Michigan Ross Alum Is Empowering Medium Skinned Women to 'Own Your Color'


Shelly Sahi, MBA ‘16, is about to shock the $46 billion cosmetics industry with a revolutionary idea: medium-skinned women wear makeup too.

Although the makeup industry is booming, Sahi struggles to find make up for her Indian skin. And she knows she’s not alone among the rest of the medium-skinned population––the Hispanic, Arab and Indian women who have to cherry-pick among brands to find the best products for their complexions.

"If I have a really good bottle of foundation from one brand that works for me in the winter, the second I get tan, I can’t just easily move to the next shade –– it's probably too pink or orange,” Sahi says. "So I have go through and experiment all over again and find another brand that might have the next shade that I need. And it’s just a huge pain point.”

So Sahi came up with a business that not only addresses the problem, but encourages women to “Own Your Color.”

The brand, Sahi Cosmetics, knows that olive-skinned women not only need carefully crafted foundation colors for their skin tones, but other specially made makeup products as well.

"It’s time that some company comes up and says, ‘Medium isn’t just three colors in the middle of the line. Medium is actually ten colors!’” Sahi says. "And ‘medium' should translate to not just foundation shades but also other products –– lipsticks, eyeshadows, blush, contouring, eyebrow pencils –– that actually complement the complexion, someone’s own natural beauty, instead of trying to mask it."

Sahi Cosmetics aims to make shopping for makeup fun for her customers, and even more importantly, empowering. "I don’t want these women to feel uncomfortable in their own skin. I don’t want them to lose any confidence in who they are, to worry about praying in public, wearing their hijab. This is a very stressful time,” Sahi says.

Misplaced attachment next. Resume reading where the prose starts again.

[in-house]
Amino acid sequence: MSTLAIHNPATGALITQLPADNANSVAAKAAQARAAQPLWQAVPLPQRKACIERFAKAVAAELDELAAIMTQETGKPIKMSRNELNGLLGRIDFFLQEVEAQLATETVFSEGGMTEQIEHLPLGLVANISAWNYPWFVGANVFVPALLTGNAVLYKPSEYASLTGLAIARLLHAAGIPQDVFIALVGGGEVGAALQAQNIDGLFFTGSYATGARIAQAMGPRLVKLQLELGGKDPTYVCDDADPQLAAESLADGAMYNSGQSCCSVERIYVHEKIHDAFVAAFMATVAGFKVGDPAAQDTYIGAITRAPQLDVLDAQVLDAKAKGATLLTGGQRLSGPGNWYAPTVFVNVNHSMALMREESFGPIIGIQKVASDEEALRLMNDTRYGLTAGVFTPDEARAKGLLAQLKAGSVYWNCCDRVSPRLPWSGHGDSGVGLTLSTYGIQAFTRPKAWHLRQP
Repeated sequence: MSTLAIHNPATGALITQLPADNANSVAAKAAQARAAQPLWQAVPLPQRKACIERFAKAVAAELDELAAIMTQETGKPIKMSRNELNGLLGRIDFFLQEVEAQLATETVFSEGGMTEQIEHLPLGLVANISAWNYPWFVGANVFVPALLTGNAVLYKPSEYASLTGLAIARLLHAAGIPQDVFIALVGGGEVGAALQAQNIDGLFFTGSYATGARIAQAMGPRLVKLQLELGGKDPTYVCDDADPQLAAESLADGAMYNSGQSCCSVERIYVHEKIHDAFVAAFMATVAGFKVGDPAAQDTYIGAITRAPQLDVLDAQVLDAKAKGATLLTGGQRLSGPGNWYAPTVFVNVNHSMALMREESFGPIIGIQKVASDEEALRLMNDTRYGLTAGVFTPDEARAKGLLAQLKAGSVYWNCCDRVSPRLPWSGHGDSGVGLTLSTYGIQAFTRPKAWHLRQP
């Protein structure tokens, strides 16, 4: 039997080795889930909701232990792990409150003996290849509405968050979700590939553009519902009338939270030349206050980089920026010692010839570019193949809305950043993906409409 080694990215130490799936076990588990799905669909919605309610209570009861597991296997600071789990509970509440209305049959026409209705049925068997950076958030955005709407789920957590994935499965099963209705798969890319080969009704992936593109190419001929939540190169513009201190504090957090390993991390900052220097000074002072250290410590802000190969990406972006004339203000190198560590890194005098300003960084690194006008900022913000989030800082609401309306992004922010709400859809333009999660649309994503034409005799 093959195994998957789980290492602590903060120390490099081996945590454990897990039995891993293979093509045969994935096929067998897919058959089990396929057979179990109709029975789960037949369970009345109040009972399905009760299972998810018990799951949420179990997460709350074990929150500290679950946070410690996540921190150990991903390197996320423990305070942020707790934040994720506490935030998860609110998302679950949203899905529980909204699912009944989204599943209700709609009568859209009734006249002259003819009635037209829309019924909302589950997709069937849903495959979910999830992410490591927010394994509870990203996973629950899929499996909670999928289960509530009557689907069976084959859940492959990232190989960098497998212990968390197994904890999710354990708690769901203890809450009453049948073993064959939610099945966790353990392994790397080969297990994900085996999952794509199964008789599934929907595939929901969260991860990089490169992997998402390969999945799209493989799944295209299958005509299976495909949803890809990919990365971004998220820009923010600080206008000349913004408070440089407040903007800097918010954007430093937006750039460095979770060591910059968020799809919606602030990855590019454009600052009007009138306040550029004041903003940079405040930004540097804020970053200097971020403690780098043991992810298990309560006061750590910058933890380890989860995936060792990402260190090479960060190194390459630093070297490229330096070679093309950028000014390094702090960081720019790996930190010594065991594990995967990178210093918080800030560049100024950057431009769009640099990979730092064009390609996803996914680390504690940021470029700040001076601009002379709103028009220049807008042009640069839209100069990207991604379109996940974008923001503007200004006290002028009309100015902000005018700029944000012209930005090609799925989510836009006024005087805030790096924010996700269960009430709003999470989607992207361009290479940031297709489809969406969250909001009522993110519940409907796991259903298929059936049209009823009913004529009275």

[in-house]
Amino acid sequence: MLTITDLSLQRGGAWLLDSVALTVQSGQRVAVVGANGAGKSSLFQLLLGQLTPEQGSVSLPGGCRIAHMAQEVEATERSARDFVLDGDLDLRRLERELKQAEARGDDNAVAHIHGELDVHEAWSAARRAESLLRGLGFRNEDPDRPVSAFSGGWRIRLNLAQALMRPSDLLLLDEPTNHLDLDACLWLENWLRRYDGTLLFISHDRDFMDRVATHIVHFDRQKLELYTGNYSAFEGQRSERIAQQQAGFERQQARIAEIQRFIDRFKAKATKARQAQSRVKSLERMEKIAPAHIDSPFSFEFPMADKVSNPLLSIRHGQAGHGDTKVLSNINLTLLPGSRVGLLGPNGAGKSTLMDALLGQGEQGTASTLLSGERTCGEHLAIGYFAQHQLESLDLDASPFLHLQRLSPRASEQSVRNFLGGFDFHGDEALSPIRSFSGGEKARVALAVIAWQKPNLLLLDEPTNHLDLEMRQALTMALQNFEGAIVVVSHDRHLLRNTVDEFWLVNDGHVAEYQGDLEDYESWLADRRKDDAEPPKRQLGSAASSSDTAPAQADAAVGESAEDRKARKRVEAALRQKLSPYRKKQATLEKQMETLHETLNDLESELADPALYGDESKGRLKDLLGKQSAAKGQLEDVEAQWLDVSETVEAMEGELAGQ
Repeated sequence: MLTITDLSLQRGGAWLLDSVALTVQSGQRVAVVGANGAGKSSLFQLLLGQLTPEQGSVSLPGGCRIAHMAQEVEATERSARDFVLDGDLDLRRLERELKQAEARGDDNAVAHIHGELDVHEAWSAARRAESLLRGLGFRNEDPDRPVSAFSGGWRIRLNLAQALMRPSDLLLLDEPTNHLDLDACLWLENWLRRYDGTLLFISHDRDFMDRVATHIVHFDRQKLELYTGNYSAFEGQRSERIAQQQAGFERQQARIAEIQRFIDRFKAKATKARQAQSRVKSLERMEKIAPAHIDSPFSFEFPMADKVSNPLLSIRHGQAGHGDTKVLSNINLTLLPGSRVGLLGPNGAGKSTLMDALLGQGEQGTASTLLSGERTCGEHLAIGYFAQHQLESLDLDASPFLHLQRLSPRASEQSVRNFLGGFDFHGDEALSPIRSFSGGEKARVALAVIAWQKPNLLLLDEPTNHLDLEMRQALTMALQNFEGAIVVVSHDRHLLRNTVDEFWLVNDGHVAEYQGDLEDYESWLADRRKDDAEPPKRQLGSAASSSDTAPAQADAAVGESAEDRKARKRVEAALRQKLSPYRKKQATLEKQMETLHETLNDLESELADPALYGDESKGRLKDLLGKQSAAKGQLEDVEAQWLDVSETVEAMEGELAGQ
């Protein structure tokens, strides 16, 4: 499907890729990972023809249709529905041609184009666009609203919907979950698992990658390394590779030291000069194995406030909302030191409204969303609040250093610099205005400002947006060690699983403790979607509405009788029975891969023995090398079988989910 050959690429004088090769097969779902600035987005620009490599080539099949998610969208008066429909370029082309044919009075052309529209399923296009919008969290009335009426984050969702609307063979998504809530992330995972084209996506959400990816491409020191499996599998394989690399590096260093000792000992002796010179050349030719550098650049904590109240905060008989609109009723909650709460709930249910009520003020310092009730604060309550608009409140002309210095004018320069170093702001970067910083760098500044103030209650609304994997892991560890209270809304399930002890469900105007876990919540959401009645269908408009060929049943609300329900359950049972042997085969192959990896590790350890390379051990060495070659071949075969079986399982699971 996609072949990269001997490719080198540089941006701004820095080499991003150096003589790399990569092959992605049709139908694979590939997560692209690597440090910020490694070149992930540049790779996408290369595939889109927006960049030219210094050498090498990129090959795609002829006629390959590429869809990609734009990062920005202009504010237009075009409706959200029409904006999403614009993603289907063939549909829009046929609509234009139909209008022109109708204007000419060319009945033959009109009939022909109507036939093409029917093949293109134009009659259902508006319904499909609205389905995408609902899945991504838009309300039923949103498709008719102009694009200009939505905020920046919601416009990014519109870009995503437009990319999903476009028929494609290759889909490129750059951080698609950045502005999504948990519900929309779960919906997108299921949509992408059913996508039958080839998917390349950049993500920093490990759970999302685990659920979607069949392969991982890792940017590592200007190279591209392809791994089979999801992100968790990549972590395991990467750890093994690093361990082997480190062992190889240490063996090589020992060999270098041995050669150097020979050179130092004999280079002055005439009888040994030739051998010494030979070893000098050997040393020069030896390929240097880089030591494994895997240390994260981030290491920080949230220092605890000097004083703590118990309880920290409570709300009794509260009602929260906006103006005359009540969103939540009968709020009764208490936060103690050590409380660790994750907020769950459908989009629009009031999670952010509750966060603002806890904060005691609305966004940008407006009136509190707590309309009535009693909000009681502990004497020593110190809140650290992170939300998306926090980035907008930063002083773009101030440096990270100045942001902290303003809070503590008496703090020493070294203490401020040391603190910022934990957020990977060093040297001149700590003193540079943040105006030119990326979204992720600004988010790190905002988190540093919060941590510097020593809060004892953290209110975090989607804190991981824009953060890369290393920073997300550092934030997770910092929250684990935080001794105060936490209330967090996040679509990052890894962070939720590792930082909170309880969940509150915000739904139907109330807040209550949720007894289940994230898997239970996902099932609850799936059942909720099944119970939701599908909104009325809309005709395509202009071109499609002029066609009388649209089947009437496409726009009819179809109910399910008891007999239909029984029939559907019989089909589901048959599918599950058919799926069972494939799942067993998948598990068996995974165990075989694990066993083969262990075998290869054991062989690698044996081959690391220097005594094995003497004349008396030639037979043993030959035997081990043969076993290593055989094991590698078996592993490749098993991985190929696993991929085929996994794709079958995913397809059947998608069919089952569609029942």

"I know it’s just lipstick. But we want to make people feel confident and feel beautiful and own their color. And not be afraid to be who they are!”

Speedy Success

Shelly Sahi does not waste time.

Shelly Sahi at the Michigan Business Challenge Feb. 17, 2017

Just a little over a year ago, in December 2015, Sahi Cosmetics was merely an idea that Sahi tepidly floated to the Zell Lurie Center for Entrepreneurship. Since then, the line has launched a total of 20 products for sale on its website –– an amazingly fast achievement aided by a successful Kickstarter campaign, a grant from Zell Lurie, funding from the Desai Accelerator (which also provides a place for Sahi's office), and a first-place win at the Michigan Business Challenge, which awarded the company a total of $27,000 last week.

Does all that sound fast? There’s even more coming. In March, Sahi Cosmetics will be available on IpsyShopper, an app marketplace from the company Ipsy, a monthly makeup subscription service that’s valued at more than $500 million. Sahi is also launching a full foundation line in April, which is perfect timing for IMATS, the world’s largest makeup trade show in New York City, where the company will have a booth.

This is all especially impressive considering this CEO started her career as a scientist. She studied medicine during her undergraduate work at U-M, but after graduating realized she didn’t want to be a doctor. Her work in the biomedical lab setting landed her a role at Ford’s Innovation Center, where she wowed the company with her work on the aluminum bed of the Ford F-150. She transferred to the business office and worked as an analyst, where she also made waves –– her boss told her she’d make a great CEO one day –– and she regularly led meetings with Ford offices around the world.

In each of her career changes, she was looking for the one thing she’d be most passionate about. So she applied to Michigan Ross. “I was in all these marketing classes, learning about innovation and new product development,” she says. "I started thinking: Wow! This is really inspiring. I could do something like this."

The first thing she thought of was makeup: She has been studying Indian dance ever since she was a little girl, and she always did the makeup of her family and friends for special events. “I began to wonder if other girls across the country also have a difficult time finding makeup for their medium skin tones.” That’s when she took her idea to Zell Lurie, where Anne Perigo gave her the guidance and confidence she needed to get started.

"If you don’t find your passion the first time you try, pivot and start over. And keep working toward it,” Sahi says. "Because you will eventually find success and you will eventually find something that makes you feel fulfilled.”

Learn more about the Samuel Zell and Robert H. Lurie Institute for Entrepreneurial Studies